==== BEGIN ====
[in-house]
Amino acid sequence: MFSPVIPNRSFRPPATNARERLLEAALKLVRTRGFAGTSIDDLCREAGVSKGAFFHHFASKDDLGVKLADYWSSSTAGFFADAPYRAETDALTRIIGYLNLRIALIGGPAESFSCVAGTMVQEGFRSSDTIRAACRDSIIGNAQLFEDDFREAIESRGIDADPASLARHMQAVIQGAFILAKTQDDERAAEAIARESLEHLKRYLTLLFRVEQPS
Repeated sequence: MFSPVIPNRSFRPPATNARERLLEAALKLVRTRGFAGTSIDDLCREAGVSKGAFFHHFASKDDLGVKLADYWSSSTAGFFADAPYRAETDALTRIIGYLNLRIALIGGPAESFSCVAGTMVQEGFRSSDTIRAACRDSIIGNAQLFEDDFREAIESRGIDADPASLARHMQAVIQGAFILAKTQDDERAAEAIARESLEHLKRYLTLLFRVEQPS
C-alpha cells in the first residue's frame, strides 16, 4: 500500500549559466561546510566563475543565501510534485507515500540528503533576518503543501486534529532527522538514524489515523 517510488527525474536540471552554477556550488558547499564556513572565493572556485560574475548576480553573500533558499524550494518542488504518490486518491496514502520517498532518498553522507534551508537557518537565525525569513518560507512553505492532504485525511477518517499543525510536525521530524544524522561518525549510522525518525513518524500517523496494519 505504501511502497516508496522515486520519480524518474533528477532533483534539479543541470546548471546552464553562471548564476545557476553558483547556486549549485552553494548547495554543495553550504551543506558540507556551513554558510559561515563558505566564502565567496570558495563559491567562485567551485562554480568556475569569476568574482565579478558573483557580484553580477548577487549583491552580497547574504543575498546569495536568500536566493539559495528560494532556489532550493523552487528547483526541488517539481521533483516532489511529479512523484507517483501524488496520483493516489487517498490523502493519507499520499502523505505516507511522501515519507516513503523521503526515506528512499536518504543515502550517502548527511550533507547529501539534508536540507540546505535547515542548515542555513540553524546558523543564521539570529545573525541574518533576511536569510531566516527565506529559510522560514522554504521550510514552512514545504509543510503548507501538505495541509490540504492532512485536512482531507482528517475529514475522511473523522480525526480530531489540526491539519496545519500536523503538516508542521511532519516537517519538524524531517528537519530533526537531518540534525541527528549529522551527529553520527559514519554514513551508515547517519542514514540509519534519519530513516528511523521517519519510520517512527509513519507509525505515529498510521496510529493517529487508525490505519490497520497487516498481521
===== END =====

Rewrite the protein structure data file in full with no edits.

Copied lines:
[in-house]
Amino acid sequence: MFSPVIPNRSFRPPATNARERLLEAALKLVRTRGFAGTSIDDLCREAGVSKGAFFHHFASKDDLGVKLADYWSSSTAGFFADAPYRAETDALTRIIGYLNLRIALIGGPAESFSCVAGTMVQEGFRSSDTIRAACRDSIIGNAQLFEDDFREAIESRGIDADPASLARHMQAVIQGAFILAKTQDDERAAEAIARESLEHLKRYLTLLFRVEQPS
Repeated sequence: MFSPVIPNRSFRPPATNARERLLEAALKLVRTRGFAGTSIDDLCREAGVSKGAFFHHFASKDDLGVKLADYWSSSTAGFFADAPYRAETDALTRIIGYLNLRIALIGGPAESFSCVAGTMVQEGFRSSDTIRAACRDSIIGNAQLFEDDFREAIESRGIDADPASLARHMQAVIQGAFILAKTQDDERAAEAIARESLEHLKRYLTLLFRVEQPS
C-alpha cells in the first residue's frame, strides 16, 4: 500500500549559466561546510566563475543565501510534485507515500540528503533576518503543501486534529532527522538514524489515523 517510488527525474536540471552554477556550488558547499564556513572565493572556485560574475548576480553573500533558499524550494518542488504518490486518491496514502520517498532518498553522507534551508537557518537565525525569513518560507512553505492532504485525511477518517499543525510536525521530524544524522561518525549510522525518525513518524500517523496494519 505504501511502497516508496522515486520519480524518474533528477532533483534539479543541470546548471546552464553562471548564476545557476553558483547556486549549485552553494548547495554543495553550504551543506558540507556551513554558510559561515563558505566564502565567496570558495563559491567562485567551485562554480568556475569569476568574482565579478558573483557580484553580477548577487549583491552580497547574504543575498546569495536568500536566493539559495528560494532556489532550493523552487528547483526541488517539481521533483516532489511529479512523484507517483501524488496520483493516489487517498490523502493519507499520499502523505505516507511522501515519507516513503523521503526515506528512499536518504543515502550517502548527511550533507547529501539534508536540507540546505535547515542548515542555513540553524546558523543564521539570529545573525541574518533576511536569510531566516527565506529559510522560514522554504521550510514552512514545504509543510503548507501538505495541509490540504492532512485536512482531507482528517475529514475522511473523522480525526480530531489540526491539519496545519500536523503538516508542521511532519516537517519538524524531517528537519530533526537531518540534525541527528549529522551527529553520527559514519554514513551508515547517519542514514540509519534519519530513516528511523521517519519510520517512527509513519507509525505515529498510521496510529493517529487508525490505519490497520497487516498481521